BCG (Bacillus Calmette-Guérin) vaccine injects a “weakened form” of the bacteria that causes TB into your baby so that they can develop immunity against it. It’s scary to know that your baby is being injected with a serious bacteria. Even though doctors have years’ experience and that the vaccine had been given out for years, it does not stop parents from worrying that something might go wrong. In my case, it was BCG blister.

Which babies get the BCG vaccine in the UK

In the UK, this vaccine is offered to babies born to parents who are originally from regions where TB is prevalent, such as Sub Saharan Africa and Asia. It is also offered to all babies, irrespective of parents’ origins, who live in areas with a large number of people with these origins. So, for instance, if you live in the London Boroughs of Hackney or Tower Hamlets, you will be advised to get your baby vaccinated (BCG) even if you are white English. This is because these Boroughs have a high percentage of ethnic minority groups from TB prevalent regions.

How to help your baby before and after the BCG vaccine

With BCG being a scary vaccine for some parents, it’s crucial that they get all the necessary pre and post-vaccination information. My baby got her vaccine when she was one month and two weeks old. This was the first time I went alone with her for the vaccine. I almost cried a week before when she got the 1st primary vaccinations, even though her dad was the one carrying her. Her high pitched cry was louder than any other cry I’d heard from her.

I was dreading the BCG vaccine day. I hate needles myself, but knew that it had to be done. One tip that may help new parents is to overcome your own fear at that moment because your baby will sense it, and it will make the whole experience even more frightening and painful for her/him. Plus, it helps you stay in control throughout the process. So, I held my baby as strongly as I could, looked away, and thought of something positive. It only lasted a few seconds, she cried but was ok shortly after. Milk is usually a great way to calm babies down after immunisation, so remember to have it ready.

The common, expected BCG side effects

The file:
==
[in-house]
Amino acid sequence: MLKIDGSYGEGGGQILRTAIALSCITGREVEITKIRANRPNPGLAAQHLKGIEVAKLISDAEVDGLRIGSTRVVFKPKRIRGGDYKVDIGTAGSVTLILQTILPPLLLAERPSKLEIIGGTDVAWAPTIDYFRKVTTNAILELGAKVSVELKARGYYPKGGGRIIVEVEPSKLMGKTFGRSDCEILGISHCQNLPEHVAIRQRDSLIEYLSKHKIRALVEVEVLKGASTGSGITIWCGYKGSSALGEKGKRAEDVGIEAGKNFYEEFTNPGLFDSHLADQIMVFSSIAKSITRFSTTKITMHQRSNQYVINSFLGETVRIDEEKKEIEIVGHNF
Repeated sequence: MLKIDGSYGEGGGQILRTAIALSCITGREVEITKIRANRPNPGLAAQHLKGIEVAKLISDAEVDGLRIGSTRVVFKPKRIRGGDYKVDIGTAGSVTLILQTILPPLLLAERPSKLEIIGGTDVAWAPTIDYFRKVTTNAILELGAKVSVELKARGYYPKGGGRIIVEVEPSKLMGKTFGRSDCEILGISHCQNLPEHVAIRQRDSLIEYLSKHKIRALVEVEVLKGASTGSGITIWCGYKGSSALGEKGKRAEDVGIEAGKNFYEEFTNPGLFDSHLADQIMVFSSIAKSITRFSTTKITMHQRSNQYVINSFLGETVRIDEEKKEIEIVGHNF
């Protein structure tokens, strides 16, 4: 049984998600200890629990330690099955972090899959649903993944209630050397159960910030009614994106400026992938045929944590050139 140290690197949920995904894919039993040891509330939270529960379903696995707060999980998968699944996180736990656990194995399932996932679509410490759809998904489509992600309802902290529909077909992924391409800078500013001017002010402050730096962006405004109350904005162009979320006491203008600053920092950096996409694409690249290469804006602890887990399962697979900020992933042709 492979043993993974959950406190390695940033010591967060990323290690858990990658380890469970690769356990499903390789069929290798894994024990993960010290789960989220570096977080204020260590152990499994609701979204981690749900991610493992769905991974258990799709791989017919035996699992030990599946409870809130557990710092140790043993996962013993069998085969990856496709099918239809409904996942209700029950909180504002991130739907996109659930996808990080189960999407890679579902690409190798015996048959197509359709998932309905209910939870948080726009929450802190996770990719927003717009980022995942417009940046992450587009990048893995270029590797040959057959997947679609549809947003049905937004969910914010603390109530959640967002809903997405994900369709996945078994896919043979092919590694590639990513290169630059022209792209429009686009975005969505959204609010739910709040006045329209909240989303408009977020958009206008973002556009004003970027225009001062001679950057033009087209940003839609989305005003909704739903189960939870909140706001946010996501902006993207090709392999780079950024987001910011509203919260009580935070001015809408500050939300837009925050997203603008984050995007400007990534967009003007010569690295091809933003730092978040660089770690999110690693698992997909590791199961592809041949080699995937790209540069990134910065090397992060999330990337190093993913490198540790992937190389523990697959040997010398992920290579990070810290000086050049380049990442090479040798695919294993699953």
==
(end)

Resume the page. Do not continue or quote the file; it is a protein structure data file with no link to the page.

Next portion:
The doctor did explain to me what the vaccine was about before administering it to my little one. He also said my daughter might get a fever in the next 48 hours. He also explained that within two to six weeks a spot will appear where she received the vaccine, and that this was a sign that it was working. That was all. My baby did not have any fever that night or the day after.

BCG blister, the unexpected side effect I was unprepared for…

It was only weeks later that I saw the spot appearing on my daughter’s arm. There was nothing to worry about as the doctor mentioned it. However, what happened next was unexpected. It is what I wished my doctor had told me about BCG vaccine. A month and a half later, the spot was looking more and more like a blister ready to pop (see pictures below). I could see that it was sore and made my daughter uncomfortable. But, I didn’t know what to do. So I did what most mothers would do, I started to worry.

Eventually the blister did burst, while she was asleep. The moment she woke up, I cleaned it up, thinking that the fluids will all come out at once. They kept coming out, I started to worry even more because I still didn’t know what to do. I thought that maybe I should dress it, and that seemed logical. My hubby went as far as to suggest that we use a disinfectant. This is what happens when you don’t have the right information, you guess. I checked NHS sites and online forums, but they covered and discussed other BCG side effects than what my little one was experiencing.

What to do after the BCG blister bursts

In the end, I  called my local surgery, and the nurse advised this:

  • NOT to dress the spot (especially not with plaster)
  • Let it get air
  • NEVER use any disinfectant on it

That’s what I did for the next weeks, as my daughter’s BCG blister carried on secreting fluids, including blood. I dressed my little one with short sleeves tops for a prompt healing. Luckily it was just after the summer, and the weather was warmish. The fluids stopped oozing about a couple of weeks later (in September), but it felt like an eternity. As I write this post, my baby is six months and two weeks old, and the scar is still pretty much obvious. I hope that as she grows, it will disappear or at least be less visible.

The BCG vaccine is so far the only vaccine that has had such a long side effect on my baby. I know that doctors are humans and can forget. But I still wish that mine had given me all the key possible BCG side effects information. It would have sparred me going through a lot of the worries, and would have been more efficient for the NHS. If my doctor had spent five more minutes to provide key information, I would have not called my surgery weeks later for further support. The time the nurse spent with me over the phone could have been used on another patient…

I came across this NHS link with useful info (including the side effects that I mention here). It was only published in October 2015, I hope it will help other parents out there who might need more guidance on this vaccine: click this link to read the full  NHS guidelines